But, man, Smart HDR is where it’s at

I’m going to say something now that is surely going to cause some Apple followers to snort, but it’s true. Here it is:

For a company as prone to hyperbole and Maximum Force Enthusiasm about its products, I think that they have dramatically undersold how much improved photos are from the iPhone X to the iPhone XS. It’s extreme, and it has to do with a technique Apple calls Smart HDR.

Smart HDR on the iPhone XR encompasses a bundle of techniques and technology including highlight recovery, rapid-firing the sensor, an OLED screen with much improved dynamic range and the Neural Engine/image signal processor combo. It’s now running faster sensors and offloading some of the work to the CPU, which enables firing off nearly two images for every one it used to in order to make sure that motion does not create ghosting in HDR images, it’s picking the sharpest image and merging the other frames into it in a smarter way and applying tone mapping that produces more even exposure and color in the roughest of lighting conditions.

iPhone XS shot, better range of tones, skintone and black point

iPhone X Shot, not a bad image at all, but blocking up of shadow detail, flatter skin tone and blue shift

Nearly every image you shoot on an iPhone XS or iPhone XS Max will have HDR applied to it. It does it so much that Apple has stopped labeling most images with HDR at all. There’s still a toggle to turn Smart HDR off if you wish, but by default it will trigger any time it feels it’s needed.

And that includes more types of shots that could not benefit from HDR before. Panoramic shots, for instance, as well as burst shots, low light photos and every frame of Live Photos is now processed.

The results for me have been massively improved quick snaps with no thought given to exposure or adjustments due to poor lighting. Your camera roll as a whole will just suddenly start looking like you’re a better picture taker, with no intervention from you. All of this is capped off by the fact that the OLED screens in the iPhone XS and XS Max have a significantly improved ability to display a range of color and brightness. So images will just plain look better on the wider gamut screen, which can display more of the P3 color space.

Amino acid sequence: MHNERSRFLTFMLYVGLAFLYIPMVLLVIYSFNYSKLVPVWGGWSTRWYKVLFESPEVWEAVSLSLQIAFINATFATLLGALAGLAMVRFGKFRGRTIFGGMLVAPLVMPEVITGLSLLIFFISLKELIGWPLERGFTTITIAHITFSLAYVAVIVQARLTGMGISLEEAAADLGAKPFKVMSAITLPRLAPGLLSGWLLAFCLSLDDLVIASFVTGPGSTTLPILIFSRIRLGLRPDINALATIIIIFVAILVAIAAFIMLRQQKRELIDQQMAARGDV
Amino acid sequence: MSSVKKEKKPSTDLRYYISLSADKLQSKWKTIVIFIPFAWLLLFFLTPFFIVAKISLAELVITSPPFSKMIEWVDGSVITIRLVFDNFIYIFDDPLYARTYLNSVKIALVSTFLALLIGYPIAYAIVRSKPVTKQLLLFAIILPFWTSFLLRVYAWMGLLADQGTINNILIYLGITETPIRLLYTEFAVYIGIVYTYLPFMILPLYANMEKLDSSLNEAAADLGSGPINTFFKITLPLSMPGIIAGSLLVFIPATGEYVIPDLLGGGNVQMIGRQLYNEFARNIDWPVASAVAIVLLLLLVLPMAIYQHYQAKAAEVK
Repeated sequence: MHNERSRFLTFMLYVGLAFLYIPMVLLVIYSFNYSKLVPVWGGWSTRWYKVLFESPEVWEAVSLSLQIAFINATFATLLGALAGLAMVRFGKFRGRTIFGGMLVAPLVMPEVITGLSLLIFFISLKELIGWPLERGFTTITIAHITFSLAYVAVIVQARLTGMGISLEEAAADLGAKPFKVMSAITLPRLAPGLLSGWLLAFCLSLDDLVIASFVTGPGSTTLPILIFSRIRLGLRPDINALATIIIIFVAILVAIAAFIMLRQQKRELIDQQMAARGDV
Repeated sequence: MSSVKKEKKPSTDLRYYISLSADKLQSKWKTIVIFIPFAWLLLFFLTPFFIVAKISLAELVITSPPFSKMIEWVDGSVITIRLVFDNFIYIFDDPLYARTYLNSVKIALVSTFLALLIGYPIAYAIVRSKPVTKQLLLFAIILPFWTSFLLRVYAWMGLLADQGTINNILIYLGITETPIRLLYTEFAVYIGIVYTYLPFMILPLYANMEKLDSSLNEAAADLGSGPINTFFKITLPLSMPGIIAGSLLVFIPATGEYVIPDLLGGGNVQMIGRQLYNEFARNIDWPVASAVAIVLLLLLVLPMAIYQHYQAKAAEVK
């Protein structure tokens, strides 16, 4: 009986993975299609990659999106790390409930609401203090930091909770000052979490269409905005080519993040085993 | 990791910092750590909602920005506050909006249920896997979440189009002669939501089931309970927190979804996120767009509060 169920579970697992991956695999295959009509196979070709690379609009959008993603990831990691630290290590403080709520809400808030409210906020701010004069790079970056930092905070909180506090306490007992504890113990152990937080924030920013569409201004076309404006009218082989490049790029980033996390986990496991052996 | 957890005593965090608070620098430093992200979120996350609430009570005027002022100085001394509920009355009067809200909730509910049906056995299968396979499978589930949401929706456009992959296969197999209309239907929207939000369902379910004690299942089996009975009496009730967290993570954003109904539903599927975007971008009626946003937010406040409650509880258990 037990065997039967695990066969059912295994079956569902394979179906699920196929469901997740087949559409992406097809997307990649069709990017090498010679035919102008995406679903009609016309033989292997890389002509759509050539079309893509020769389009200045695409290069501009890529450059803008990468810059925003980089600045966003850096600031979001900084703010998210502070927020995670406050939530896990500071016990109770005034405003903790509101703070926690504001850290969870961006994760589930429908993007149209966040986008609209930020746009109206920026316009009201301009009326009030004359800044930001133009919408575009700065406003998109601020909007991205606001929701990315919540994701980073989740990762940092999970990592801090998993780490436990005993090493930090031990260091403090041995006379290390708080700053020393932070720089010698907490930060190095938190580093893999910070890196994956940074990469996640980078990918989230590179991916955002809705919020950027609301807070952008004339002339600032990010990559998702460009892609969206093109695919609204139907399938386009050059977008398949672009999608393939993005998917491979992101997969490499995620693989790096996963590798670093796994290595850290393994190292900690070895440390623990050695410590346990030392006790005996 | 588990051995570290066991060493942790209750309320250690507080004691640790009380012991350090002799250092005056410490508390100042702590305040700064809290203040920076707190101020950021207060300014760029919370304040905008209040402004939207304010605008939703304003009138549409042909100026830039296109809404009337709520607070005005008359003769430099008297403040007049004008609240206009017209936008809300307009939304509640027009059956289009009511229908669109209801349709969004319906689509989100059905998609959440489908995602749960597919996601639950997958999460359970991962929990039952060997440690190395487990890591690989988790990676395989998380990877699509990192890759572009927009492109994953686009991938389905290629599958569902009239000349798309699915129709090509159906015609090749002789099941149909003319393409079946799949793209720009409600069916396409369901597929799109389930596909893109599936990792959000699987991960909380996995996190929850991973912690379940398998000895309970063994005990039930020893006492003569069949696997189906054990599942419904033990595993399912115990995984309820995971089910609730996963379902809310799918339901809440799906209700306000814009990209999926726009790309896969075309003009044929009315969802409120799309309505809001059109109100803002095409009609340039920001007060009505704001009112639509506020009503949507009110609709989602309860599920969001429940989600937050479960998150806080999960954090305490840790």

Under the hood

As far as Face ID goes, there has been no perceivable difference for me in speed or number of positives, but my facial model has been training on my iPhone X for a year. It’s starting fresh on iPhone XS. And I’ve always been lucky that Face ID has just worked for me most of the time. The gist of the improvements here are jumps in acquisition times and confirmation of the map to pattern match. There is also supposed to be improvements in off-angle recognition of your face, say when lying down or when your phone is flat on a desk. I tried a lot of different positions here and could never really definitively say that iPhone XS was better in this regard, though as I said above, it very likely takes training time to get it near the confidence levels that my iPhone X has stored away.

In terms of CPU performance the world’s first at-scale 7nm architecture has paid dividends. You can see from the iPhone XS benchmarks that it compares favorably to fast laptops and easily exceeds iPhone X performance.

The Neural Engine and better A12 chip has meant for better frame rates in intense games and AR, image searches, some small improvement in app launches. One easy way to demonstrate this is the video from the iScape app, captured on an iPhone X and an iPhone XS. You can see how jerky and FPS challenged the iPhone X is in a similar AR scenario. There is so much more overhead for AR experiences I know developers are going to be salivating for what they can do here.

The stereo sound is impressive, surpassingly decent separation for a phone and definitely louder. The tradeoff is that you get asymmetrical speaker grills so if that kind of thing annoys you you’re welcome.

Upgrade or no

Every other year for the iPhone I see and hear the same things — that the middle years are unimpressive and not worthy of upgrading. And I get it, money matters, phones are our primary computer and we want the best bang for our buck. This year, as I mentioned at the outset, the iPhone X has created its own little pocket of uncertainty by still feeling a bit ahead of its time.

I don’t kid myself into thinking that we’re going to have an honest discussion about whether you want to upgrade from the iPhone X to iPhone XS or not. You’re either going to do it because you want to or you’re not going to do it because you don’t feel it’s a big enough improvement.

And I think Apple is completely fine with that because iPhone XS really isn’t targeted at iPhone X users at all, it’s targeted at the millions of people who are not on a gesture-first device that has Face ID. I’ve never been one to recommend someone upgrade every year anyway. Every two years is more than fine for most folks — unless you want the best camera, then do it.

And, given that Apple’s fairly bold talk about making sure that iPhones last as long as they can, I think that it is well into the era where it is planning on having a massive installed user base that rents iPhones from it on a monthly or yearly or biennial period. Because that user base will need for-pay services that Apple can provide. And it seems to be moving in that direction already, with phones as old as the five-year-old iPhone 5s still getting iOS updates.

With the iPhone XS, we might just be seeing the true beginning of the iPhone-as-a-service era.

How to help Californians whose tap water is tainted?

Karen Lewis knows about water problems. The 67-year-old lives in Compton, where the water coming out of her tap is tinged brown by manganese, a metal similar to iron, from old pipes.